Simeon gripped the shanks tightly and held them close to his chest, eyes glassy. “I’ve waited many years for the consolation of Israel, and he’s finally here. Messiah is here.” He could barely breathe. “I’ve heard rumors, but I couldn’t be sure.” Like a jolt of electricity shooting through him, he shook, body trembling. Simeon closed his eyes to gain composure. Breathing in a large gulp of air and exhaling, he asked, “Where is the Messiah now?”

“Oh, you don’t know? Mary and Joseph have brought him to the temple for the consecration ceremony. He’s there now!”

Simeon dropped the shanks on the ground and ran as hard as he could in the direction of the temple.

Aran shuffled in front of his booth and picked up the meat by the twine, yelling, “You forgot your lamb!”

Simeon stopped for a moment and turned, eyes sparkling. “Keep it! The lamb of God is here! The solace of Israel is has come!”


Once Mary and Joseph dedicated Yeshua to God and offered their two young pigeons in accordance with the law, Simeon found the family in the Court of the Women.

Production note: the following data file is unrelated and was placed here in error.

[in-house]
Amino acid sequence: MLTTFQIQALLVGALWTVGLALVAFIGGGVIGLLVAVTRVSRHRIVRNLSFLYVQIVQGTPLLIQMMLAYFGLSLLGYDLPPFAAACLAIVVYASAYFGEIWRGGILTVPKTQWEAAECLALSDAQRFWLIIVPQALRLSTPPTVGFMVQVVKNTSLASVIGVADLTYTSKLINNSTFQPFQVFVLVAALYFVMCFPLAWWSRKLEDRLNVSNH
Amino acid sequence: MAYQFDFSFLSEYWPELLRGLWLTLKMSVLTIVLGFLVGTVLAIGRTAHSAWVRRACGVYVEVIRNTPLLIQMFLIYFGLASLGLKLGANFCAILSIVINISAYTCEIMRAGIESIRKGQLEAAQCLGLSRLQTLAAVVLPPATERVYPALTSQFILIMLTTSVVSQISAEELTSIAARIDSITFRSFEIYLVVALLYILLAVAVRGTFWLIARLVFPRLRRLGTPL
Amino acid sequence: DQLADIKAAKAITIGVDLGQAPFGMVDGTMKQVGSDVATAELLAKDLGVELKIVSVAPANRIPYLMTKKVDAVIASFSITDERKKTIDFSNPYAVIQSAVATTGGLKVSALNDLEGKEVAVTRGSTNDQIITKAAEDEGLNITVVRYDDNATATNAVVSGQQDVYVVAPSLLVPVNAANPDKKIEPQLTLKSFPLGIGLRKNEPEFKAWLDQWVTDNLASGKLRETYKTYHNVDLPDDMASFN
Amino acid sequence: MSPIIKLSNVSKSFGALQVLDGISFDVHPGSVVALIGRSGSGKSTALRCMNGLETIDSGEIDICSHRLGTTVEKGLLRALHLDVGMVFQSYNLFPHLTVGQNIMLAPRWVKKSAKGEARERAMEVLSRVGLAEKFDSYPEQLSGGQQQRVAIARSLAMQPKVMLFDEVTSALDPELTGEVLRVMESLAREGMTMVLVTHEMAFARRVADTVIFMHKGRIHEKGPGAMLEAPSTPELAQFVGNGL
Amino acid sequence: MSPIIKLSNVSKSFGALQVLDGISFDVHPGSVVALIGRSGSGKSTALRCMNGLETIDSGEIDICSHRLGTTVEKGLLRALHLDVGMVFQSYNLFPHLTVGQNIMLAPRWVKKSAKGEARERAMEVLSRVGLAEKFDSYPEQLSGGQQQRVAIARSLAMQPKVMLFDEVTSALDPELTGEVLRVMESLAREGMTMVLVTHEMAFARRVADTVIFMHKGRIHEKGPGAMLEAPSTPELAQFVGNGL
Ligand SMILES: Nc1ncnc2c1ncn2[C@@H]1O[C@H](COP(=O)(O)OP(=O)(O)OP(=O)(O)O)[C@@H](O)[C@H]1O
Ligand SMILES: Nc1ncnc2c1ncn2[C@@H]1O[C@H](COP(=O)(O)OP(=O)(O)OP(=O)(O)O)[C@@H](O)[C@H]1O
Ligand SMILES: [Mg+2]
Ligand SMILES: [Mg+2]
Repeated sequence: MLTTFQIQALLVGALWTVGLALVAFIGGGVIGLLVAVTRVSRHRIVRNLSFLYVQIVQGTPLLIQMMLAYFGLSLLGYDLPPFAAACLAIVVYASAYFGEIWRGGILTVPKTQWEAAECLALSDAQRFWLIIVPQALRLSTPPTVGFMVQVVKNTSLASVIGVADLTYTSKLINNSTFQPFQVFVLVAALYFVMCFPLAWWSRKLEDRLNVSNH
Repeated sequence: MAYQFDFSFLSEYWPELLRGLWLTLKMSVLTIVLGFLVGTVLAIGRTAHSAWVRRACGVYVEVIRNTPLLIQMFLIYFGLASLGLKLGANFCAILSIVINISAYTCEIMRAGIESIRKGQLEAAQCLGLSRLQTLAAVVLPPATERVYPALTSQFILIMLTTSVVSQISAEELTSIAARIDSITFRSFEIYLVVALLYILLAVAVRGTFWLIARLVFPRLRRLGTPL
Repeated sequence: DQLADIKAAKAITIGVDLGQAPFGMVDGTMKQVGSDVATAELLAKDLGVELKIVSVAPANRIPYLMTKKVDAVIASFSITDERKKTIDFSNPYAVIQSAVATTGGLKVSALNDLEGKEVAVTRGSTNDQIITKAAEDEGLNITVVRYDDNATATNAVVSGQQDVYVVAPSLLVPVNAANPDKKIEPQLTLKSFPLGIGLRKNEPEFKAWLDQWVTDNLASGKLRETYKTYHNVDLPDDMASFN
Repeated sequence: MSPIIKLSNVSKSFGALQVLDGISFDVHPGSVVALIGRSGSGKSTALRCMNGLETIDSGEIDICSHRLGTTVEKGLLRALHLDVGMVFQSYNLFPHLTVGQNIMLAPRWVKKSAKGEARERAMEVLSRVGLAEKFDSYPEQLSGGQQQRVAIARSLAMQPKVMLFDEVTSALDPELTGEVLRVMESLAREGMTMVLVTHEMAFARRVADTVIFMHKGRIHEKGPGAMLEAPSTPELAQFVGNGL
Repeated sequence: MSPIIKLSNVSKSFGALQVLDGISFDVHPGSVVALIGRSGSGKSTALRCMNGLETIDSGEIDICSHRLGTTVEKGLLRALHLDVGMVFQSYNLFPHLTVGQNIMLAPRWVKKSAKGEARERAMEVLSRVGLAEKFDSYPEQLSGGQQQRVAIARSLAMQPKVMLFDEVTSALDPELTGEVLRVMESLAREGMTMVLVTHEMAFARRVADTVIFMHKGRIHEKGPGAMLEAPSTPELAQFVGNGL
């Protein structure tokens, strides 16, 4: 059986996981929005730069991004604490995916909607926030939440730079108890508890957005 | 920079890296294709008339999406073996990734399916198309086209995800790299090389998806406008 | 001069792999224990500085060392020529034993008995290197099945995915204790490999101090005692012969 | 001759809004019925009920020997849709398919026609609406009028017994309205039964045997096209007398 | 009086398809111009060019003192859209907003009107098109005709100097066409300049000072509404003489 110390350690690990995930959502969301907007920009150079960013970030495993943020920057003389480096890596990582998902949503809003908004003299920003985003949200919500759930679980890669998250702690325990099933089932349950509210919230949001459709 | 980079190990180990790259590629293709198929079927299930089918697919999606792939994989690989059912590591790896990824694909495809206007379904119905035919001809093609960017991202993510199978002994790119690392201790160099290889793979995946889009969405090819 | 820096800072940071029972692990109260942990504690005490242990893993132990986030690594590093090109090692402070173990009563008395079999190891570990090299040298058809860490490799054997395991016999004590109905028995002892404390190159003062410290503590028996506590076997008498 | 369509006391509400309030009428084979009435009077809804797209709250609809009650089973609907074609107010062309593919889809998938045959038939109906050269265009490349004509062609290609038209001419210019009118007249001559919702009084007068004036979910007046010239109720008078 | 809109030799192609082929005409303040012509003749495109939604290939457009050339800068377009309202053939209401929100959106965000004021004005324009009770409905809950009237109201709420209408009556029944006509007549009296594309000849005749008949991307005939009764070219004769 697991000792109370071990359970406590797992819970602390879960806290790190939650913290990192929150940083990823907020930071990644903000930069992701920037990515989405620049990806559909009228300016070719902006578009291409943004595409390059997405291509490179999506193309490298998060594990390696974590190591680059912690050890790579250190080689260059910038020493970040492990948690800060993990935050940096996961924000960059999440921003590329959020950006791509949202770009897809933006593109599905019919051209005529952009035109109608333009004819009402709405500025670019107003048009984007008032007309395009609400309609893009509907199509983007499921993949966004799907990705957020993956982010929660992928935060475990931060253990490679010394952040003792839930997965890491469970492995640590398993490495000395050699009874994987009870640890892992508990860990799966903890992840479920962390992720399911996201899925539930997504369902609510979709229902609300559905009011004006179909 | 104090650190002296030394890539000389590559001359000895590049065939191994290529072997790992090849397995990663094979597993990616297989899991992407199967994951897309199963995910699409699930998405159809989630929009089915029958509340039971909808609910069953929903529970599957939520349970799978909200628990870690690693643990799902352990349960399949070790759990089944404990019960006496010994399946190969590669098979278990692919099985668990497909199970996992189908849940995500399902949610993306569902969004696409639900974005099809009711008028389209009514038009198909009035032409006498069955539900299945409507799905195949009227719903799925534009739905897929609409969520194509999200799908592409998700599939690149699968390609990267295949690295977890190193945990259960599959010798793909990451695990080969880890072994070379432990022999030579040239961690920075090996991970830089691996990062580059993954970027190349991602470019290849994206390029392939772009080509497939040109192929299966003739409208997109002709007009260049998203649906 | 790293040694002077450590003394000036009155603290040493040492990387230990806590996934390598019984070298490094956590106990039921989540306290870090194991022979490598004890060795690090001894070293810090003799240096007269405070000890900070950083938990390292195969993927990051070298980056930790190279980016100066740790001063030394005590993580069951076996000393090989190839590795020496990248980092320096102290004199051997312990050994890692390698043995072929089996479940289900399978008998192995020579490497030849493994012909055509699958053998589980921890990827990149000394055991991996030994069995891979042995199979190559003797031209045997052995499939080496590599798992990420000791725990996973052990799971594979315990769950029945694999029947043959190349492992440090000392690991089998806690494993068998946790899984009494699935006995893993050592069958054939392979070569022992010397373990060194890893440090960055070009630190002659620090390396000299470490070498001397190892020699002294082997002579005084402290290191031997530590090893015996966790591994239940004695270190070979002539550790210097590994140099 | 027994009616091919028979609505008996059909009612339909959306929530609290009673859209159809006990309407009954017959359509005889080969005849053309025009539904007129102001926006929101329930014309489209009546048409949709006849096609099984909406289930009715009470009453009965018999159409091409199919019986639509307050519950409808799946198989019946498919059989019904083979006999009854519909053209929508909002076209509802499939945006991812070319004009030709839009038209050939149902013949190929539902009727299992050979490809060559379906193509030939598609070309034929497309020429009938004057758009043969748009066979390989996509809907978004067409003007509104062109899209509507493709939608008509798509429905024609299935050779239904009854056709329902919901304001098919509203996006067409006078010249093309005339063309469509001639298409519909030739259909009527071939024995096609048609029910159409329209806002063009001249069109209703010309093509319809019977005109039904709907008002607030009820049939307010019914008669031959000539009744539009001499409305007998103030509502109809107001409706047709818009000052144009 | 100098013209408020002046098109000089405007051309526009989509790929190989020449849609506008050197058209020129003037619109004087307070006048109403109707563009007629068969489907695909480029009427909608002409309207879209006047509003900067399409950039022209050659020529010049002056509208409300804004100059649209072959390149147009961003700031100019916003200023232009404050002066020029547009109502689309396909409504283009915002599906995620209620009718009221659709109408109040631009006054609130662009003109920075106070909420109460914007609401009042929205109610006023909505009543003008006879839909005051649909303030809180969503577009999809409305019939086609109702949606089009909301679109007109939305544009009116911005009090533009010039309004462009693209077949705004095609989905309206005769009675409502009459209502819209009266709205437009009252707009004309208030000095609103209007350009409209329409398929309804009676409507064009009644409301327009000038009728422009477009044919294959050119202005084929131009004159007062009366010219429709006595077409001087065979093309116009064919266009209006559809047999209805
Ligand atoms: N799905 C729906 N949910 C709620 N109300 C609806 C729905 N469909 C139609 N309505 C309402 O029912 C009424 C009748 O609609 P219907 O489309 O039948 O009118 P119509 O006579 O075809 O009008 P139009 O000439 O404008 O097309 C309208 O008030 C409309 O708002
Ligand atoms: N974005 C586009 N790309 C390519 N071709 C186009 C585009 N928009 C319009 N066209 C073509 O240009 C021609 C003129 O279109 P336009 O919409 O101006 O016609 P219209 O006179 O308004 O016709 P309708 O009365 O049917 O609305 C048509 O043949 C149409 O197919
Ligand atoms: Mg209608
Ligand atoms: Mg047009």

Rushing up to Mary, he smiled, panting like a dog. “May I hold my Messiah?” he asked, tears flowing down his cheeks.

Joseph lunged in front of Mary to protect her from the stranger, but Mary gently placed her hand on Joseph’s cheek. “It’s okay, my love. We knew this day would come. God did not give Yeshua to us, but to the world.” She positioned her hand under Yeshua’s head and placed him in Simeon’s arms.

Simeon was well-versed in the Scriptures, clinging to the word of God like a glutton clings to his bread, but holding the living word in his hands, it was different. No longer did he need to hold ancient parchments of secondhand knowledge. He held the entire revelation of God in eight pounds of human flesh. It overwhelmed him. No glutton could receive such satisfaction.

Bringing Yeshua close to his heart, it skipped a beat. Never had he known such love. Simeon stared into the clear, brown eyes of his savior, not only knowing God, but himself. He saw fire in those eyes, and it burned away every selfish ambition he ever had. It was only him and God in a sublime moment of divine intervention.

He closed his eyes and hugged Yeshua one last time before passing him back to Mary. Wiping his eyes with his robe, he said, “I could die today, knowing my life is now complete.” Sniffling, he reiterated, “I can finally die.”